The Buzz: November 12, 2001

 
 
By eweek  |  Posted 2001-11-12 Print this article Print
 
 
 
 
 
 
 

In an effort to provide small companies with a jump-start in the wake of the Sept. 11 attacks, the Commerce Department, IT vendors and business executives have unveiled a Web site with links to IT service and equipment suppliers.

Site Helping Small Firms

In an effort to provide small companies with a jump-start in the wake of the Sept. 11 attacks, the Commerce Department, IT vendors and business executives have unveiled a Web site with links to IT service and equipment suppliers.

NYITAssist.com is part of the ReStart Central initiative to help businesses hurt by the terrorist attacks.

Suppliers listed provide hardware and software products based on Intel architecture and are Microsoft Certified Partners.

A notice on the site states, "More service suppliers will be added, representing a broad range of hardware and software products."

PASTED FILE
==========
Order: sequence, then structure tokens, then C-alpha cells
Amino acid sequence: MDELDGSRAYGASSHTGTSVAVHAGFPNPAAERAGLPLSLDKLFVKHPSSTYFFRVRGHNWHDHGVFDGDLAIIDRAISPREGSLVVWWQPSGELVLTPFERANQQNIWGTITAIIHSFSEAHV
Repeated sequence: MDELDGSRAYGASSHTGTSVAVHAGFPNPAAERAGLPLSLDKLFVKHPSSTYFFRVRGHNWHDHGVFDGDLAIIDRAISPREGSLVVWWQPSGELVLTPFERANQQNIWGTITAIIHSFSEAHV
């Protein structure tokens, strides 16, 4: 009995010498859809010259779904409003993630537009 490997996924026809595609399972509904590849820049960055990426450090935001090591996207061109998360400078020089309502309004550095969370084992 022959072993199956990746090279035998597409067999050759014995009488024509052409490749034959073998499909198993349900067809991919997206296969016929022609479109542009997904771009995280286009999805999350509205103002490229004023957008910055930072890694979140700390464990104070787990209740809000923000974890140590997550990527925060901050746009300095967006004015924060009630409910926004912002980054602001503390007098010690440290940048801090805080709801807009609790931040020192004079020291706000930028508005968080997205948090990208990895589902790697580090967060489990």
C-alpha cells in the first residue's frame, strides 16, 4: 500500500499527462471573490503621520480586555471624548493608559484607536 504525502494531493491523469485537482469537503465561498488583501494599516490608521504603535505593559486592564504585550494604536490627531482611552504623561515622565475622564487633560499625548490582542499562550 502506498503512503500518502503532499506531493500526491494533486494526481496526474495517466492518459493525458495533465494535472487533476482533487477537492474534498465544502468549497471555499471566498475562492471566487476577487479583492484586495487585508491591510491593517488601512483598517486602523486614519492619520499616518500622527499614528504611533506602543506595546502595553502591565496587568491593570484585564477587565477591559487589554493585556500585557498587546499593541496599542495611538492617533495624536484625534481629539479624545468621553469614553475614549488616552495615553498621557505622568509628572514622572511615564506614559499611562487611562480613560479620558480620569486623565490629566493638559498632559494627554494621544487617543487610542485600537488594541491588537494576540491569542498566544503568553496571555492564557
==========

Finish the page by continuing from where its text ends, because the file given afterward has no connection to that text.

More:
Ciscos Q1: Mixed News

Ciscos first quarter yielded good news and bad news for the networking equipment company. It beat analyst expectations, but the numbers were worse than last years.

First-quarter earnings were $332 million, or 4 cents per share, excluding charges, compared with earnings of $1.4 billion, or 18 cents per share, in the first quarter of last year. Revenue was down 32 percent from last year, to $4.4 billion.

The good news was that sales increased $100 million from the previous quarter, marking the first sequential growth in a year.

Cisco blamed the numbers on a faltering economy and the effects of the terrorist attacks on Sept. 11.

"If there is one lesson we learned over the past year, its how quickly things can change," CEO John Chambers said.

Leaders Mull Consortium

Some tape storage leaders will meet at Comdex in Las Vegas this week in hopes of bolstering the aging technology.

Developed by IBM in the late 1950s, the technology is considered by some to be outdated in comparison with newer products.

The businesses represented at Comdex—including IBM, Seagate, Sony Electronics, Storage Technologies and Tandberg Data—want to show that tape storage is still viable. Imation heads the group, which will discuss forming a consortium that could address tape-related issues.

 
 
 
 
 
 
 
 
 
 
 

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